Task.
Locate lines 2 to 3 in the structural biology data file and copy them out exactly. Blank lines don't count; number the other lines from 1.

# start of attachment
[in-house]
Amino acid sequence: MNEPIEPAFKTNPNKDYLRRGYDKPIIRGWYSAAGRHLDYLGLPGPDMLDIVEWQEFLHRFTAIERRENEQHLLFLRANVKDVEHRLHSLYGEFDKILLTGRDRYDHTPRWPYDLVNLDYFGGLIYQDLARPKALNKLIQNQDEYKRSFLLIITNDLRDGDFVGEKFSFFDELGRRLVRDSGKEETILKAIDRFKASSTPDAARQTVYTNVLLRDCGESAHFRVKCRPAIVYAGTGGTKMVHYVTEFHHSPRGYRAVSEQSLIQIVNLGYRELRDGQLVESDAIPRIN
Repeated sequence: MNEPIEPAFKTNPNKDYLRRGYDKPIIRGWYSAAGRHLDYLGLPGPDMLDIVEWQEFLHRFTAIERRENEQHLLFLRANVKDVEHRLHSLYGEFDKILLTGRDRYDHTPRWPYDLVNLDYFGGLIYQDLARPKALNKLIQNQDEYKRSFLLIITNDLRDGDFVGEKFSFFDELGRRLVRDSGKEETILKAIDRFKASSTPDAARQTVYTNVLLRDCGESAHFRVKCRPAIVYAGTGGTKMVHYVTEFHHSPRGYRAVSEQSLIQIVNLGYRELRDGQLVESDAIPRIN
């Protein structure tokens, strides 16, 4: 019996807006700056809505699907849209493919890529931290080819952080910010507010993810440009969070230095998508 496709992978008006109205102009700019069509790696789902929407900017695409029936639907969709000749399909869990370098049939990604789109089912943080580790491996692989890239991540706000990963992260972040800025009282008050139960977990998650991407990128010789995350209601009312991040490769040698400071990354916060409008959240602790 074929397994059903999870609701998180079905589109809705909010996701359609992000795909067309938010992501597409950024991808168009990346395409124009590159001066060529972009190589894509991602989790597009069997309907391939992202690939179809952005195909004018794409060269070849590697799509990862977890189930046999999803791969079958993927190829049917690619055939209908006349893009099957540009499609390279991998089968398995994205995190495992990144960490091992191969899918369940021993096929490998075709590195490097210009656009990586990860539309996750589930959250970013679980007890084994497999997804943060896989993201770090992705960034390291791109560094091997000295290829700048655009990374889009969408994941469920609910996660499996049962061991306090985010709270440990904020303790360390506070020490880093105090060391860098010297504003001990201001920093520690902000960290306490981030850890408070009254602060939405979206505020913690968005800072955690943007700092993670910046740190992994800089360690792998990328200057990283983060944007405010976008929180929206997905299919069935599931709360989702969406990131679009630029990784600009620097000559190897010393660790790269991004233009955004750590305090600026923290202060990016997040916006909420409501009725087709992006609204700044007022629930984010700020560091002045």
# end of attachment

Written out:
Amino acid sequence: MNEPIEPAFKTNPNKDYLRRGYDKPIIRGWYSAAGRHLDYLGLPGPDMLDIVEWQEFLHRFTAIERRENEQHLLFLRANVKDVEHRLHSLYGEFDKILLTGRDRYDHTPRWPYDLVNLDYFGGLIYQDLARPKALNKLIQNQDEYKRSFLLIITNDLRDGDFVGEKFSFFDELGRRLVRDSGKEETILKAIDRFKASSTPDAARQTVYTNVLLRDCGESAHFRVKCRPAIVYAGTGGTKMVHYVTEFHHSPRGYRAVSEQSLIQIVNLGYRELRDGQLVESDAIPRIN
Repeated sequence: MNEPIEPAFKTNPNKDYLRRGYDKPIIRGWYSAAGRHLDYLGLPGPDMLDIVEWQEFLHRFTAIERRENEQHLLFLRANVKDVEHRLHSLYGEFDKILLTGRDRYDHTPRWPYDLVNLDYFGGLIYQDLARPKALNKLIQNQDEYKRSFLLIITNDLRDGDFVGEKFSFFDELGRRLVRDSGKEETILKAIDRFKASSTPDAARQTVYTNVLLRDCGESAHFRVKCRPAIVYAGTGGTKMVHYVTEFHHSPRGYRAVSEQSLIQIVNLGYRELRDGQLVESDAIPRIN